With both teams separated by just one point and one place in the table, any attempt to play down the magnitude of this game would have been futile.
Therefore all Sean Dyche asked for before kick-off was that his players “put a performance out there on the pitch”. He certainly got that.
Despite the pressure, Everton produced a dominant display against a league rival that was full of energy and character.
They hit 15 shots in the game, six of which were on target. The visitors failed to muster even one on Jordan Pickford’s goal in response. Yet, it took a moment of brilliance from Seamus Coleman to hand the Blues the win they deserved.
With just over 25 minutes remaining, he struck an excellent shot from an acute angle to grab his first league goal since he netted the opener against the same opponent here at Goodison Park 12 months ago.
That strike also means the Blues are remarkably unbeaten in all 28 games that the Republic of Ireland star has found the back of the net.
It was a game that started tentatively, with both sides seemingly feeling the pressure of what was at stake in the contest.
Onana had the Blues’ first sight of goal when broke free inside the Leeds half with five minutes on the clock, but his effort was a tame one that went well wide.
As the game approached the quarter-hour mark, there were signs that the home side were just starting to settle into the fixture though, with Gana, Doucoure and Onana all linking regularly and winning the crucial midfield battle.
Everton's increased pressure nearly paid off soon after when Illan Meslier came out to collect a cross but spilt the ball on the edge of his own box.
McNeil was presented the chance to fire an effort towards goal but in a congested penalty box, he opted to feed Onana who was closed down quickly before the Leeds defence manage to scramble the danger away.
Ten minutes later it was the Belgian midfielder who was in the thick of the goalmouth action again. Gana produced a great piece of skill down the right to break into the penalty area before firing a low cross into the path of Onana. However, he struck his shot just over the bar.
Everton started to move up the gears and the opening goal so nearly came when from a corner just after the half hour mark. Tarkowski's knock down found Conor Coady who flicked on a header that was cleared off the line.
Seconds later Maupay did exactly the same as the away side started to buckle under the pressure.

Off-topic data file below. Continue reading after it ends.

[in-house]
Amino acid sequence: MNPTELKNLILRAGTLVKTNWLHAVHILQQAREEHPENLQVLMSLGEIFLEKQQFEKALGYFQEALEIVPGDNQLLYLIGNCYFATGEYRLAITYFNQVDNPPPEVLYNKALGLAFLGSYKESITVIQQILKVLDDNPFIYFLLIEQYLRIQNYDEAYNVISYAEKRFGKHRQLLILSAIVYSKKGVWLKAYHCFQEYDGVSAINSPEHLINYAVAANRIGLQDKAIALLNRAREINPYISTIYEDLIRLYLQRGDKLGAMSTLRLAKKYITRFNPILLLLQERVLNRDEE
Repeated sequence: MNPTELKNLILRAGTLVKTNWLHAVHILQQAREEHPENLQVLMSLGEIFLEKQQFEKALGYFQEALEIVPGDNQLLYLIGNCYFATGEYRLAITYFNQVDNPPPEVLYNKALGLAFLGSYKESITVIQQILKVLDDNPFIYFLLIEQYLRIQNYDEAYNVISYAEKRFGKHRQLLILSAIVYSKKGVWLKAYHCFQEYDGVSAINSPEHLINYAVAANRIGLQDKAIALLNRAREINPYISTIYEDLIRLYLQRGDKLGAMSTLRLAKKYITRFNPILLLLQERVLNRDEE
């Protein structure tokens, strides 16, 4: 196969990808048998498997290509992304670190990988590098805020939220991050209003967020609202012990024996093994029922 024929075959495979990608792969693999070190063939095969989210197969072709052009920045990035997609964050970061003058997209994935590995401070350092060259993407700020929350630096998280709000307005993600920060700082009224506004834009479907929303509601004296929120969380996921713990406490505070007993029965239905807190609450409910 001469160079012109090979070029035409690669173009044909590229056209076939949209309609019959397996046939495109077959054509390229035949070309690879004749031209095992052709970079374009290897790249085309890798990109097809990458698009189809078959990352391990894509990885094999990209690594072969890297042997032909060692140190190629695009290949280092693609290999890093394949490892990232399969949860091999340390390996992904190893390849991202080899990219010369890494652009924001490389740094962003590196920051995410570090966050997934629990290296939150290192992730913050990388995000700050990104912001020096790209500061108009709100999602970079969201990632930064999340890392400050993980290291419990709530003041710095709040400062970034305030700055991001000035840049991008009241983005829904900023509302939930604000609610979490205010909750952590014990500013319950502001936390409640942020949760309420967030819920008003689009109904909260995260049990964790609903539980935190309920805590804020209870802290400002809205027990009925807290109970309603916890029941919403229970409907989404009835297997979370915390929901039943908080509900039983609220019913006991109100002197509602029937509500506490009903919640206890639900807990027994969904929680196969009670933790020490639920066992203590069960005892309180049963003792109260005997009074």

The next in a flurry of chances fell Tarkowski’s way. In what was almost a carbon copy of the winner against Arsenal, the defender rose highest at the back post, but unlike in that clash against the Gunners, his headed effort was pushed wide for a corner.
The half finished with the Blues having registered seven shots, three of which found the target, while the visitors managed zero.
Everton’s task in the second half was converting that dominance into a crucial match opener, and they started in the right manner. McNeil met a cross just minutes into the half but just dragged his volley wide.
The Blues continued to dominate the contest and put pressure on the Leeds backline. Great play from McNeil led to a sweeping pass out to Mykolenko bombing on down the left. He fired a ball into the feet of Maupay who turned and shot but it was straight down the throat of Meslier.
As the game entered the final 30 minutes, Everton were really turning the screw and finally, they got their reward thanks to a moment of brilliance from Coleman.
In what was his 401st appearance for the Club, the Everton captain sprinted from deep to meet an Iwobi pass. Then, from the tightest of angles down the right, struck a scintillating shot.
Meslier, who rushed out seemingly gambling on the ball being crossed, was left bamboozled as the intelligent shot flew past his near post and put Everton ahead.
The Blues stood tall defensively as Leeds tried to muster a response but rarely was Pickford’s goal threatened.
In the final ten minutes, Ellis Simms came onto replace Maupay who’d put in an excellent selfless shift leading the Everton attack.
As we entered the final minutes, there was no dogged frantic defending from the home side. Instead, it was Everton who looked the most likely to extend their lead and finished with a flurry chances, the best coming Tom Davies’ way.
The second goal never came but it didn’t matter as Goodison Park erupted at the final whistle.